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					Thief
Deadly Shadows
Gameplay Analysis
   Sean Kavanagh
                                General Details

       Thief: Deadly Shadows was published by Eidos Interactive and developed by Ion

Storm. It was released for both the PC and X-Box on May 25th, 2004. This gameplay

analysis will be of the PC version. The game genre is primarily action, but elements from

other genres are borrowed. For example, as with adventure games, the story plays a major

role and fighting is not always the best solution to a problem. As with the previous Thief

games, sneaking and using non-deadly items against enemies usually works out to be the

best solution. Thief: Deadly Shadows is the third game in the Thief series. The first game,

Thief: The Dark Project was released in 1998, followed by the sequel, Thief II: The

Metal Age in 2000. There was also a special edition of the first game, which included

three extra levels. According to Warren Spector, the Thief games are considered to be

“first person sneakers” instead of first person shooters. From now on, Thief: Deadly

Shadows will be referred to as Thief, or Deadly Shadows.




                   Guards can be knocked out and carried and dropped
                   somewhere out of sight from other guards. This is one
                   of the game’s many stealth techniques.
A relatively large team developed Thief. The following chart shows how many people
worked on each role of the development of the game, sorted by group size.

Game Development Role                                                      Number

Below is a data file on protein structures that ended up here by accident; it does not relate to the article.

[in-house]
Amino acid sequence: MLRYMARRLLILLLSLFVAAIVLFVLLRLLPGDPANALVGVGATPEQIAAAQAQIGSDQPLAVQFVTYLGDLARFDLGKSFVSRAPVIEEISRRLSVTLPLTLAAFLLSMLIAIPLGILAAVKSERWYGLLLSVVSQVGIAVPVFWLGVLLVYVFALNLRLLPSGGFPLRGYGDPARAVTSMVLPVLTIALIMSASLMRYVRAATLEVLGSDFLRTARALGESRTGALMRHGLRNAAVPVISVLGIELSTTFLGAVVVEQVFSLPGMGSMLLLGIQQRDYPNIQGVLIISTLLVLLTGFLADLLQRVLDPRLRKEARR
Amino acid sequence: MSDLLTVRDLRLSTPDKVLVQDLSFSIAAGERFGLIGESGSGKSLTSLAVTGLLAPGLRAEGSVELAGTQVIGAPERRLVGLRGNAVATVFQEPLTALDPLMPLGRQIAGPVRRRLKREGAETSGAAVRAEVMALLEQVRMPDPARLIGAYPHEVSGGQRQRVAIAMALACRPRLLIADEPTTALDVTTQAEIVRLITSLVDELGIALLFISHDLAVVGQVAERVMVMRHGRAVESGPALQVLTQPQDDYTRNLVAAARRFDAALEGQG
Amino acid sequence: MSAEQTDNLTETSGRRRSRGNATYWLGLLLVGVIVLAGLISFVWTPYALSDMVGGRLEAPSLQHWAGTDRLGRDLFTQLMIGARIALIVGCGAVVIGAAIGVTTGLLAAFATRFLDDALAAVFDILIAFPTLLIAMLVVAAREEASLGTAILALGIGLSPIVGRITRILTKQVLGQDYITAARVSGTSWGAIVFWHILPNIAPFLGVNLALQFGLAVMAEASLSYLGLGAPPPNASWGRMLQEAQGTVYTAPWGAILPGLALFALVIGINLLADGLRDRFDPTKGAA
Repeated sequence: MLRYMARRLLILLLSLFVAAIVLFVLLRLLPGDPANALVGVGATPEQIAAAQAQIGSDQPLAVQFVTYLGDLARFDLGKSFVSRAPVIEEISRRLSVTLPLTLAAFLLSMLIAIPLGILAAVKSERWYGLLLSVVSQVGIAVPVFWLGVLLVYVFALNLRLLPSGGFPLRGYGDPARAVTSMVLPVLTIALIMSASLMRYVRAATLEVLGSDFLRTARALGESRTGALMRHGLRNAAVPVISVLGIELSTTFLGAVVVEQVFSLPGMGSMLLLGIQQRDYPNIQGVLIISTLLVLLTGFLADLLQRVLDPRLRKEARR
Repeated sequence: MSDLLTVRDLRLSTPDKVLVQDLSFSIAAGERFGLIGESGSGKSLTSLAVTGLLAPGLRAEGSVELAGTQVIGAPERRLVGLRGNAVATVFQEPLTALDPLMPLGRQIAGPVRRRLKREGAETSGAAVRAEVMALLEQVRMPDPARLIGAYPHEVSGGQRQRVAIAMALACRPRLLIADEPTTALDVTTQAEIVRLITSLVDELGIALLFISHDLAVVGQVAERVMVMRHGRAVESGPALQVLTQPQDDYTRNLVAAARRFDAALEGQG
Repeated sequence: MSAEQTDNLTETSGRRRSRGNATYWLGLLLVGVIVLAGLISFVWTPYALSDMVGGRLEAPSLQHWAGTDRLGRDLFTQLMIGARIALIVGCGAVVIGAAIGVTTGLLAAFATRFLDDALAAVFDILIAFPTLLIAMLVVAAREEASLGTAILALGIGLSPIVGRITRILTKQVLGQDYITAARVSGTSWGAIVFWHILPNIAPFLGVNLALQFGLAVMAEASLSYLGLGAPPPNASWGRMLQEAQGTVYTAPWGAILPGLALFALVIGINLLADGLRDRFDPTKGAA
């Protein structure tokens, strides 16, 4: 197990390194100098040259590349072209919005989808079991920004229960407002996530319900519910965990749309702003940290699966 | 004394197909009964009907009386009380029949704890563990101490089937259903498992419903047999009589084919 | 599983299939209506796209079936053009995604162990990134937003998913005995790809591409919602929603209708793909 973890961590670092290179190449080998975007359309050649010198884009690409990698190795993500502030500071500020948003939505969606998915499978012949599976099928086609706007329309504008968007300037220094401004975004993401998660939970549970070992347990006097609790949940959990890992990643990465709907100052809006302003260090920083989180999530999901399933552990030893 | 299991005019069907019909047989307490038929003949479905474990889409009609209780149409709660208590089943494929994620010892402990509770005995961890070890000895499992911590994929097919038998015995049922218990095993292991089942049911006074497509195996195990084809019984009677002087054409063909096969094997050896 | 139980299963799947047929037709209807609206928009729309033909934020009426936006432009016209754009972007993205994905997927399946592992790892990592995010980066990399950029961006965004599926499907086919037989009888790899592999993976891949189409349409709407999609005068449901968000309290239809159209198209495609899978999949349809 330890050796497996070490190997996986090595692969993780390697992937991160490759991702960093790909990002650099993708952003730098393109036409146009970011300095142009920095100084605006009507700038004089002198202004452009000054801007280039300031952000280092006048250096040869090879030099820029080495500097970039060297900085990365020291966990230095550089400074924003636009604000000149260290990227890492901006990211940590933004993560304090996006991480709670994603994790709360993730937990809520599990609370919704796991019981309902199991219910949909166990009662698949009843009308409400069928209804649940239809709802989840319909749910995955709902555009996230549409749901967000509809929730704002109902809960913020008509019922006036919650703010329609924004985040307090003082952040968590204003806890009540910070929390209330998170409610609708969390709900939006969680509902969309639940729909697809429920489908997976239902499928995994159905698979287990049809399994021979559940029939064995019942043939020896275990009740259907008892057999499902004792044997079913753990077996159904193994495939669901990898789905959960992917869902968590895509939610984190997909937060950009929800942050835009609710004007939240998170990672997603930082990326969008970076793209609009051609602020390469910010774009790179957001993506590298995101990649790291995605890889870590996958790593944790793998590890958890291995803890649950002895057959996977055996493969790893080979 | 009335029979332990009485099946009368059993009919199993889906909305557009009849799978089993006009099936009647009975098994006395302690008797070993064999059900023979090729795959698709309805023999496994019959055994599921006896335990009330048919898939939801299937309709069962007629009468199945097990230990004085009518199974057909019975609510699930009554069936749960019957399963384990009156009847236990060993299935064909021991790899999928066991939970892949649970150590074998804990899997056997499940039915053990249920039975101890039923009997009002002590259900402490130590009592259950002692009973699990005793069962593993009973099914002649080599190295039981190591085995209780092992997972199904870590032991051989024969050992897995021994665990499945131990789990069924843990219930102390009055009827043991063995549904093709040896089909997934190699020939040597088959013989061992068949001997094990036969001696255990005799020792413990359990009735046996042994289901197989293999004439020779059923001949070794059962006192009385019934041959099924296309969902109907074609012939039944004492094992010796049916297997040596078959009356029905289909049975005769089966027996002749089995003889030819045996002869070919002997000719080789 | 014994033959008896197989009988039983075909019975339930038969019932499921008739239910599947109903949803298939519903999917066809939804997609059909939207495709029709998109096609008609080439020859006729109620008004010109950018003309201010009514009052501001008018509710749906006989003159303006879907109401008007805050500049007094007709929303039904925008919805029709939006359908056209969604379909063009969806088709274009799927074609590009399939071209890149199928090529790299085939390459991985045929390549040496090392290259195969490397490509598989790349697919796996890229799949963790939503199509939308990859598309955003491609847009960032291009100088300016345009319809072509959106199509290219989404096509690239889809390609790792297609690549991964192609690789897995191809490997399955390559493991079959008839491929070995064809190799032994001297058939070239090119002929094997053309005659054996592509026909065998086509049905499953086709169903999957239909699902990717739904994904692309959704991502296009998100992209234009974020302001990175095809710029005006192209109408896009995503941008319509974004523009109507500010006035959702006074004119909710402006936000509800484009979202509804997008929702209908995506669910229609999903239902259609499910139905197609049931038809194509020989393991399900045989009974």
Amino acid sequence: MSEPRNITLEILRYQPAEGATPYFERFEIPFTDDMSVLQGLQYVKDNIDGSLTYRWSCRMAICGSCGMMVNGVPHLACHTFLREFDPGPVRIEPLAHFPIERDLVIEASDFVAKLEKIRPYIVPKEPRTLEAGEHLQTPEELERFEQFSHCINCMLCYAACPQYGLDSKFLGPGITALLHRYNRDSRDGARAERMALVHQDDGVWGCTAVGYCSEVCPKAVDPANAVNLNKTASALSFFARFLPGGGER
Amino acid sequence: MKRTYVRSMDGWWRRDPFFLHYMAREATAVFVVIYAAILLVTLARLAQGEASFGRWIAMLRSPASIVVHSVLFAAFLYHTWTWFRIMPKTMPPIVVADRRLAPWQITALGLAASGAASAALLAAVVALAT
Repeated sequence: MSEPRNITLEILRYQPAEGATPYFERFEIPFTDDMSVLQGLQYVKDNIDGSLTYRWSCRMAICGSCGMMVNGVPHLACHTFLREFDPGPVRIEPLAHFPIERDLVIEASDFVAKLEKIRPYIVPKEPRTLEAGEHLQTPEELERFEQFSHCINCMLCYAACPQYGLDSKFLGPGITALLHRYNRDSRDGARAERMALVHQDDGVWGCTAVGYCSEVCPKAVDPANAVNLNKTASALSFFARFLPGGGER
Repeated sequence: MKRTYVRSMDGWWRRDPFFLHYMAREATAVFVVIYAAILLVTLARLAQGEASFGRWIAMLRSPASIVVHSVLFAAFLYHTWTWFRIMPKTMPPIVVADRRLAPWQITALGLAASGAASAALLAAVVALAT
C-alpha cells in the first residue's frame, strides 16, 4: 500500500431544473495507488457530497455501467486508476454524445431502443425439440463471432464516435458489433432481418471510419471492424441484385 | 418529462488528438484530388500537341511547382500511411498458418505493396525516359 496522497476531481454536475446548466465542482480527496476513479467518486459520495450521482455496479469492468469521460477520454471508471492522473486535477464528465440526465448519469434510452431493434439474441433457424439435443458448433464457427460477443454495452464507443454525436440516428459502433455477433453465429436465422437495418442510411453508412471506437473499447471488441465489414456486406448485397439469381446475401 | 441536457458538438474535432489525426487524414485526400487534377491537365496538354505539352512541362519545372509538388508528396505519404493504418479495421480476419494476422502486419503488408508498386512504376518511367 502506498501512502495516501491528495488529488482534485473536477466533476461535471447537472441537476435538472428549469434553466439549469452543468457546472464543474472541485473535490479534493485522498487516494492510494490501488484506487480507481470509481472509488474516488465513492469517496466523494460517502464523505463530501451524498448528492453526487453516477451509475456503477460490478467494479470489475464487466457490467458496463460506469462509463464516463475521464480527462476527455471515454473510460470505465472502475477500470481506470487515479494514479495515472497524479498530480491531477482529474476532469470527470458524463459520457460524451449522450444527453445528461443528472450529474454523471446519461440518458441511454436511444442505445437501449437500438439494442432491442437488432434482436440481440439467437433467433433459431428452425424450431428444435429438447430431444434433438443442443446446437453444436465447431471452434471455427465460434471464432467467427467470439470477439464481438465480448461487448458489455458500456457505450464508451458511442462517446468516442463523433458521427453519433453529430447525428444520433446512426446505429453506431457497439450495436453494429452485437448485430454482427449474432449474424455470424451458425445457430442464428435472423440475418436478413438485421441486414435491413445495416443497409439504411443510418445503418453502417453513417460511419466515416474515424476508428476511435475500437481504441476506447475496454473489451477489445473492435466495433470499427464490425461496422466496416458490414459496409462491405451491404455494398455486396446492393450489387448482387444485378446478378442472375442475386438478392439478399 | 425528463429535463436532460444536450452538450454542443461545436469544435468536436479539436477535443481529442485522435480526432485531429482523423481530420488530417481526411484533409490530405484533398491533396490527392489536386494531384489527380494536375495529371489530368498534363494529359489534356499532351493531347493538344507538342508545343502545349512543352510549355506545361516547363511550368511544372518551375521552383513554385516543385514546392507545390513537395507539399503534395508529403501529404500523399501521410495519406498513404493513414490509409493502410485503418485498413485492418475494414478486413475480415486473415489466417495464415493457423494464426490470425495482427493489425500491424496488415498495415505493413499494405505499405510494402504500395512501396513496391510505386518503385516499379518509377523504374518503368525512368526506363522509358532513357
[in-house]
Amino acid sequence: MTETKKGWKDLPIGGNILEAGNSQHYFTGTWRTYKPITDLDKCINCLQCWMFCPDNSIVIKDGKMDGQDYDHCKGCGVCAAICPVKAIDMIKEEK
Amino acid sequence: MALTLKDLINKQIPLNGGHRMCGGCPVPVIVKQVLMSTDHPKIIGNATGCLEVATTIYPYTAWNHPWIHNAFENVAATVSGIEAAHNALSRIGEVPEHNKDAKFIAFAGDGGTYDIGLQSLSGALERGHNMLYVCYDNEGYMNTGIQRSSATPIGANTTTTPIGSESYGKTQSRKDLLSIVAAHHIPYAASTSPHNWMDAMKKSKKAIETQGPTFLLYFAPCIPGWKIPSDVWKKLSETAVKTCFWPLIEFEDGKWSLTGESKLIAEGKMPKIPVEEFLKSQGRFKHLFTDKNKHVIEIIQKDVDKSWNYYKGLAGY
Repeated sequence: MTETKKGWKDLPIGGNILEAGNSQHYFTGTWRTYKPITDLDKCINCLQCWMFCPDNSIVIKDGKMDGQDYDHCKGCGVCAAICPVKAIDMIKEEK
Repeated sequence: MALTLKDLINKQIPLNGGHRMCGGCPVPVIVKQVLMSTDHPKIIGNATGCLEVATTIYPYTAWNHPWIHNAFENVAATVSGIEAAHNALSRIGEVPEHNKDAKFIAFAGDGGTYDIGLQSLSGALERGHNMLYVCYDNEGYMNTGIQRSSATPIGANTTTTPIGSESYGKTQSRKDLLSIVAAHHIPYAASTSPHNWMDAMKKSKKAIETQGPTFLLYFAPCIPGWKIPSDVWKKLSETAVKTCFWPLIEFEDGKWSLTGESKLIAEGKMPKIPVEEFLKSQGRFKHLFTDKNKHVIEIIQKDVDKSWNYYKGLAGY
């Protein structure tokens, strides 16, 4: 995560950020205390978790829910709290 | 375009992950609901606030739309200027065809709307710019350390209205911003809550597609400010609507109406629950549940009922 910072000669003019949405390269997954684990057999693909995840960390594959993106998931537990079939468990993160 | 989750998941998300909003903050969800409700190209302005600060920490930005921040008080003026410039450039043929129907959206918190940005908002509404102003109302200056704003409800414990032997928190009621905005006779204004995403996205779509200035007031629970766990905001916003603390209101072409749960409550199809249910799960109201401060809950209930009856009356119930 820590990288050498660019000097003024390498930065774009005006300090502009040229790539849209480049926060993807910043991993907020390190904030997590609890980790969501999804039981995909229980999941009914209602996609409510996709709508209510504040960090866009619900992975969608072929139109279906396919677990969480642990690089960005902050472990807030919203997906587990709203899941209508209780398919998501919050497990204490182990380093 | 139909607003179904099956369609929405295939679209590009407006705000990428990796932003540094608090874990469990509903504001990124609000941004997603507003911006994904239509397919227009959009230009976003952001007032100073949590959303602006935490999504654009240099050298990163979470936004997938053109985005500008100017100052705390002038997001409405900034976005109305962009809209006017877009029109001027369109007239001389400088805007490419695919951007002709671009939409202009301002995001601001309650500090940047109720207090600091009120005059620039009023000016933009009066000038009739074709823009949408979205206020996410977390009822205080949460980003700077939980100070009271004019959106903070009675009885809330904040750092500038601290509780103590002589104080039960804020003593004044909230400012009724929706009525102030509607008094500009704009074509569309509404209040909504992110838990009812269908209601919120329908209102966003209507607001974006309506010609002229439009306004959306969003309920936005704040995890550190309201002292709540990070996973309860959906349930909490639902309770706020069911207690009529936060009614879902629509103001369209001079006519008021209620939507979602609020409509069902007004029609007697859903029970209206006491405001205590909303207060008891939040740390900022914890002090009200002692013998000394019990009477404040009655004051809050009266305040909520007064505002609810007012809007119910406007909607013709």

of Team
                                                                           Members
Quality Assurance Team                                                         13
Test Team                                                                      13
Artists                                                                        12
Programmers                                                                     9
Support Staff                                                                   8
Technology Group                                                                7
Designers                                                                       7
Additional Art                                                                  5
Additional Production                                                           4
Additional Programming                                                          3
Additional Design                                                               3
Additional Audio                                                                2
Quality Assurance Leads                                                         2
Additional QA                                                                   2
Studio Director, Project Director, Executive Producer, Associate Producer, 1 member
Director of Technology, Additional Technical Management, Lead Designer, for each
Art Director, Concept Art, Writing, Additional Writing, Audio Director,       role
Quality Assurance Manager, Quality Assurance Supervisor, Build Master

Here is a pie graph of the above information, broken into general development categories.